• Posted

    Glad you had a good time. I will NEVER recommend doing this without sedation. It is the most awful feeling and th egagging is terrible. The whole time I could feel this object in my gut moving around and it really made me feel weird. Unless you can control your gag reflex.....get under sedation! 

    I have had one live and one (with the other end at the same time) under sedation. Once you wake up you are checked and if all is well you walk out of there 30 min later unaware of any hassles.

    Subsequently I have not had a Hiatus Hernia repaired with a Nissen Fundoplication. I am 10 days post op and feeling great, Off th eliquids only and on pureed foods for 5 days. Moving onto solids tomorrow.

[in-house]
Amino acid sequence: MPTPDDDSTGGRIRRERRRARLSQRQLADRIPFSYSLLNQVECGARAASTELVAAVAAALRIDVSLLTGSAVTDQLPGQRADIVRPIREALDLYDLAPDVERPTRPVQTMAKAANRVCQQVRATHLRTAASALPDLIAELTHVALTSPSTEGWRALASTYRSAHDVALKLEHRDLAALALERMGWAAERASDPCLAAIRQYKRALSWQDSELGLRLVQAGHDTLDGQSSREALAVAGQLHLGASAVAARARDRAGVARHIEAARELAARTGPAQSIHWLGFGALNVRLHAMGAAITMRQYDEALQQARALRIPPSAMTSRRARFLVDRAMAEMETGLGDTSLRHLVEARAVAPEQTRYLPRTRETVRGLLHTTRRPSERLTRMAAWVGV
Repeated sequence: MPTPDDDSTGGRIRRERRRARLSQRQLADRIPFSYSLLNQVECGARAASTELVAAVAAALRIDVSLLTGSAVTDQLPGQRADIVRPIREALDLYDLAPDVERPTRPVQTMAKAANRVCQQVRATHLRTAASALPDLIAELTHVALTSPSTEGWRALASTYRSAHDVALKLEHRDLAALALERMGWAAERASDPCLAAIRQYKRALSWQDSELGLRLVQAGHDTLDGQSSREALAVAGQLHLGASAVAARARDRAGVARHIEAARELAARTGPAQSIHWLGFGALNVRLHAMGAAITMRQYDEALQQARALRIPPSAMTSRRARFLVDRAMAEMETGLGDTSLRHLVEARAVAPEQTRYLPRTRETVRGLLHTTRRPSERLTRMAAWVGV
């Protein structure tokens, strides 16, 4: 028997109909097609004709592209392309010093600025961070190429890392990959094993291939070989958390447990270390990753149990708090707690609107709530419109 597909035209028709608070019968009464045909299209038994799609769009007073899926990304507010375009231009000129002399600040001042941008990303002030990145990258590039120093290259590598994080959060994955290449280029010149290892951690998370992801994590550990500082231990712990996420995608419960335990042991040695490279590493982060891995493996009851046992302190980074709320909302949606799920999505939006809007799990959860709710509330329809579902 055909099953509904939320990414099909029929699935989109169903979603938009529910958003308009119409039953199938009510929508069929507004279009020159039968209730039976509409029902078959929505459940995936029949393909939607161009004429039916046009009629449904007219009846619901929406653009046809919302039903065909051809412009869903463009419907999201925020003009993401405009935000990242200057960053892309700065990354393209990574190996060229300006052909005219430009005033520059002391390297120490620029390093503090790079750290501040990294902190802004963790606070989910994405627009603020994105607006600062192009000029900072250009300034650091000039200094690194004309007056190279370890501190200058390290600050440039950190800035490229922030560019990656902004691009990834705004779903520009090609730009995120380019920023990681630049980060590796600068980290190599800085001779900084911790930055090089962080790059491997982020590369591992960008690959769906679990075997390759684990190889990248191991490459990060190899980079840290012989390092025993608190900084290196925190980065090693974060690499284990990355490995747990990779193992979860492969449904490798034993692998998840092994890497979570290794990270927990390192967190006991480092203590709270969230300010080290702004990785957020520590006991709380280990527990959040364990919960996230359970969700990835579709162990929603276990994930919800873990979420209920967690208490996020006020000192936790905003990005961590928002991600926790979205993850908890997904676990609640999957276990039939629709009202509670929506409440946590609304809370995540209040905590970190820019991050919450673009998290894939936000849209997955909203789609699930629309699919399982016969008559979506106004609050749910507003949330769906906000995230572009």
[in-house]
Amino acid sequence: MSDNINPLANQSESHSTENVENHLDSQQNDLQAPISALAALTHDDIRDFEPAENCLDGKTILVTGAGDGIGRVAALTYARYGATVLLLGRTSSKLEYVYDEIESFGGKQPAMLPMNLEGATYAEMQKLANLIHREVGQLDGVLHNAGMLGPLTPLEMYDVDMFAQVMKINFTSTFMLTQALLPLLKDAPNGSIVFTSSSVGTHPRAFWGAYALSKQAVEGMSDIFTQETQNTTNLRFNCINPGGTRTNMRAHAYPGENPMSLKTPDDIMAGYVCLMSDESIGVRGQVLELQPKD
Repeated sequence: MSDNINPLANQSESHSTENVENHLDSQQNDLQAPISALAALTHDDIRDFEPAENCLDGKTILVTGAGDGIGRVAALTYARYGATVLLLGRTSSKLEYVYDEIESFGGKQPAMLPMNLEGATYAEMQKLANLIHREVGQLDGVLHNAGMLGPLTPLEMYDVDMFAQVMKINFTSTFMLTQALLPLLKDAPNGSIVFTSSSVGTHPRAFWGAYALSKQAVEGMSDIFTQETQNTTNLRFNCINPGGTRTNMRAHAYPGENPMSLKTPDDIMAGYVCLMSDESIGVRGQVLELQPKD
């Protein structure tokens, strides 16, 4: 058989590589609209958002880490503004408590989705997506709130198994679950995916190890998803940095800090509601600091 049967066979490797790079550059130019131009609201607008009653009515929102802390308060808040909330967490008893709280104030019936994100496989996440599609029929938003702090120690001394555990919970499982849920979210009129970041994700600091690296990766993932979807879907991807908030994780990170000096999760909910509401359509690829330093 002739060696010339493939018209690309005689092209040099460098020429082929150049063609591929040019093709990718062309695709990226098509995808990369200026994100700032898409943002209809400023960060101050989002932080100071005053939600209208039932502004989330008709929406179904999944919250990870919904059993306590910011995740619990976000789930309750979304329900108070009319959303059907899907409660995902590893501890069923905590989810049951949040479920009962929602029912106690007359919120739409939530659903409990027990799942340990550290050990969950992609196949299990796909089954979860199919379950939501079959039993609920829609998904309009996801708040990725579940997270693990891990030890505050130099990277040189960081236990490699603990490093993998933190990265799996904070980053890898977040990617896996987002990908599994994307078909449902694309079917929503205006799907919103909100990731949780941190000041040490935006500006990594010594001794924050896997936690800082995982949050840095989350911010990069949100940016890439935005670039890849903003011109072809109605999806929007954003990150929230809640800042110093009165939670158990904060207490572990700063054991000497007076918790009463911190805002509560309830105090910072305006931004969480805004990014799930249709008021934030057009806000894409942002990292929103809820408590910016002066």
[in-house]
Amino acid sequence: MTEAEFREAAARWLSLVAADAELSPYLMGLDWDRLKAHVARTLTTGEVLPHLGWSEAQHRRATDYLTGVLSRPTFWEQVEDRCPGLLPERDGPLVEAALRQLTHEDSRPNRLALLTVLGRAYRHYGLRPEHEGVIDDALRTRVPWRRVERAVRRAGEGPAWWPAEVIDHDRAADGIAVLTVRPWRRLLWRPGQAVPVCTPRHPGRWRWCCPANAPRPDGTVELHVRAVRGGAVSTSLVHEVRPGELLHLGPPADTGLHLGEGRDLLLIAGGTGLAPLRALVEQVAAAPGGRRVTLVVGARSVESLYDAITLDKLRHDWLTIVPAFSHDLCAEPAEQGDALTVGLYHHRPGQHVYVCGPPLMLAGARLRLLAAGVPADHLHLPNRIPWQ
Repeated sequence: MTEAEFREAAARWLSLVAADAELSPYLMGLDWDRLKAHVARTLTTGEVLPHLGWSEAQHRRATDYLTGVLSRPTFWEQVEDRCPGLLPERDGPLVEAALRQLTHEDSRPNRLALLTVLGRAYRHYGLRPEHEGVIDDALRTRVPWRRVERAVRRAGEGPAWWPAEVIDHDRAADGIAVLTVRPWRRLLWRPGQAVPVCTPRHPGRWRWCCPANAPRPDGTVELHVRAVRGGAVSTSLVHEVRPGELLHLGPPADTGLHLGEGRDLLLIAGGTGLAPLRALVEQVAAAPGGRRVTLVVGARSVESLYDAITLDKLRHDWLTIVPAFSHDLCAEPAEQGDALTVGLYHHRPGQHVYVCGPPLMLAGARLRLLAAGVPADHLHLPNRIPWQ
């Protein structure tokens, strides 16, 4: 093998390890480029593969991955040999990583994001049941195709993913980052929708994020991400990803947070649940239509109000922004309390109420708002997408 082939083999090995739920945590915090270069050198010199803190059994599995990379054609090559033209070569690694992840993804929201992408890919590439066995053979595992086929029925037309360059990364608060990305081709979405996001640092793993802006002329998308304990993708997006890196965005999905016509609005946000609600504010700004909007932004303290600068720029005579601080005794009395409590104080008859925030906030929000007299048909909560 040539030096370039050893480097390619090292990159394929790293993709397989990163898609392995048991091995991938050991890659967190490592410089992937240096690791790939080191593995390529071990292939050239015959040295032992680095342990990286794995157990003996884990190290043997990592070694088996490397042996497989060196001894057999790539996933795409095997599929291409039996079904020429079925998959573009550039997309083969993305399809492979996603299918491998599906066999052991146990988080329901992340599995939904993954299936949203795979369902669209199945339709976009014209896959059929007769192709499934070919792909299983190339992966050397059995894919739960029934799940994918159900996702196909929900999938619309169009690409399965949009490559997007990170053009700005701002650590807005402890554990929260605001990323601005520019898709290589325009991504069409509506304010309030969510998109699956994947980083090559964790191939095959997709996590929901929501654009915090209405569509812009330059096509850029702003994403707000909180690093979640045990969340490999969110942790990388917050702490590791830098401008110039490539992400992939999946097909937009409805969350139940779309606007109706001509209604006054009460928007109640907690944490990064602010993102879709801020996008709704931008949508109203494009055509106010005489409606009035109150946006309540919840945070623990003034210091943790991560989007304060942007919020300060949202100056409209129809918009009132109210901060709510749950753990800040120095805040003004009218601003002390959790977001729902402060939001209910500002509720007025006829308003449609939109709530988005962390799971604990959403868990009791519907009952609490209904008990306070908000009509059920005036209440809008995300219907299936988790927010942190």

• Posted

      Yes, it was strangest for me when they were taking it out for some reason.  The other time when they were performing the procedure it was relatively managable.

      Unfortunately in the US, it isn't quite as easy in terms of leaving if you were sedated.  You have to wait a minimum of 8 hours unless you have someone there to pick you up and take you home.  

      Glad to hear your surgery went well!

  • Posted

    I wish I had read this forum earlier. I just had an upper endoscopy today due to trouble swallowing for several years.  It was of course the suspected Schazki ring from scar tissue. 

    I went in with my wife as a driver, fully convinced I was going to be sedated and have an unsure recovery time following the procedure, but the nurse who came in was really cool and was explaining how in different countries, no one uses sedation for the upper endoscopy. So I said "do I even have a choice?" and she said I did, so spur of the moment, I opted for no sedation. Part of the reason was because I didn't want to deal with the hazy half wake feeling afterwards, but also I was hungry from fasting and I wanted to just get out of there and eat something.